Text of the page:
ZERO DARK THIRTY (Kathryn Bigelow, 2013)
A man is being tortured in a CIA black site in Pakistan to obtain information about the 9/11 bombing. Present in the room is rookie officer Maya (Jessica Chastain), bearing witness to the man's horrible ordeal. You'd be quick to assume the film sanitizes and condones torture as means to an end, yet filmmaker Kathryn Bigelow does not underline her stand on torture as means of interrogation with self-righteousness, or provocation. As far as I'm concerned, the story just presented what went on during the time. A nation was attacked and it retaliated, by any means necessary. It doesn't mean it is right, but by presenting it we are asked the question whether it was necessary, hence whatever your opinion on torture is reserved and noted.
With it, ZERO DARK THIRTY engages us in a decade-long search for the infamous Al Qaeda leader Osama Bin Laden. Filled with suspense at every turn and inspired performances, especially from its lead star Jessica Chastain, for a fat two and a half hours we get to sit during mission briefs, field surveillance, political clashes, failed operations, and the big finale- the assault on the fortress in the middle of Pakistan. For a mission so covert that everyone was shocked when news broke out that Bin Laden has been killed at a mission sanctioned by the White House (I remember my disbelief at the time), ZERO DARK THIRTY is an intelligent film that is focused, unrelenting and knows what it wants. As Americans retelling the side of America during the war on terror, screenwriter Mark Boal and Bigelow addresses the strengths and weaknesses of the efforts against Al Qaeda, and includes mistakes that were made in the process.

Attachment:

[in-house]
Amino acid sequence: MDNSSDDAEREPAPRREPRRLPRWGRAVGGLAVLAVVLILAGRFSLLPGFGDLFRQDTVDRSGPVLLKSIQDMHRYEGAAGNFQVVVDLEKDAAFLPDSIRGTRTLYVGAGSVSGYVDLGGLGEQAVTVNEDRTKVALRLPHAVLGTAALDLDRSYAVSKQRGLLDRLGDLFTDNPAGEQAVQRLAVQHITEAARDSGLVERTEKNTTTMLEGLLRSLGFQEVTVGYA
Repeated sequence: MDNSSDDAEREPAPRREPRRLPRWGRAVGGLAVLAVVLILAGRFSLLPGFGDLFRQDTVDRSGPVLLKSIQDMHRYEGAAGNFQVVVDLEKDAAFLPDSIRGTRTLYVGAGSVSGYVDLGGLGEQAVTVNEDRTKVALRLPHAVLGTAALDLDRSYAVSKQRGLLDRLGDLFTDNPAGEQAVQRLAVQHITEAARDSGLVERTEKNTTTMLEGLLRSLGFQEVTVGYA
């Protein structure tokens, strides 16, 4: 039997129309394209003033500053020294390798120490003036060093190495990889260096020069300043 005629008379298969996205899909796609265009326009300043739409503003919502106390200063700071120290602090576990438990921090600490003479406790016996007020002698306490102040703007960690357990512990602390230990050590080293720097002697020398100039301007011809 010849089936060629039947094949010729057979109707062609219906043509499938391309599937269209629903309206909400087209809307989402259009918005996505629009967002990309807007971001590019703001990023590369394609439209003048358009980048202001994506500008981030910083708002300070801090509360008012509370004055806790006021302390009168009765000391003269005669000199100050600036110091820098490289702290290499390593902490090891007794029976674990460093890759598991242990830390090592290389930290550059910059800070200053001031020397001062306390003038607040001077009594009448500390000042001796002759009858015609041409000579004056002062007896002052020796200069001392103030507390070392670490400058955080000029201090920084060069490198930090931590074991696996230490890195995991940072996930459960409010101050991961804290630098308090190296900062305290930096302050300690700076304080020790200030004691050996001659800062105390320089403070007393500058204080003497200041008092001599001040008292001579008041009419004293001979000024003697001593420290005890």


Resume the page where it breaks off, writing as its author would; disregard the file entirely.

Chastain is electrifying as Maya, with balls the size of Texas and conviction as unshakable as concrete. Antisocial and anti-authority, Maya is the perfect deconstruction of the protagonist. Imperfect, yes. Human, yes. Ruthless, yes. Male, you wish. It's Kathryn Bigelow in cinematic form!
One characteristic you'll surely use to describe Maya is annoying. If you are her superior, you'll likely curse her in your sleep. If you are Al Qaeda you'll quickly switch sides (okay that's an exaggeration). If you are her male coworker, chances are the feeling is that you just had your balls removed. "I'm the motherfucker who found this place!" he tells James Gandolfini who plays CIA Director Leon Panetta. It's a film loaded with so much testosterone, and the one responsible for the tension is a woman.
You'd remember Jeremy Renner's character in THE HURT LOCKER as anti-authority as well. Bigelow has a penchant for such characters, it seems. I remember the same from K-19 and POINT BREAK.
Bigelow's greatest asset as a director is knowing how and when to build up tension. Every scene in her movie is a possible time bomb, but she lays it out neatly, leaving the finale as the cherry on top. Bigelow pulled no punches in ZERO DARK THIRTY. It is as violent and radical as it can get. It says it is fact-based, but we can never really tell how accurate because the source materials are classified, although the film is as brave as anyone can wish for.
What does the film say in its entirety? The subject of torture is a gray area, but whatever your opinion, it happened. I guess at any given situation, you do what you can with what you have. It's just depressing to see the Americans have so much gadgetry and financial backing for such large scale operations. We can only hope to have that kind of resources at our disposal. We are at a country where choppers used by the armed forces are second hand, and ammunition are second rate.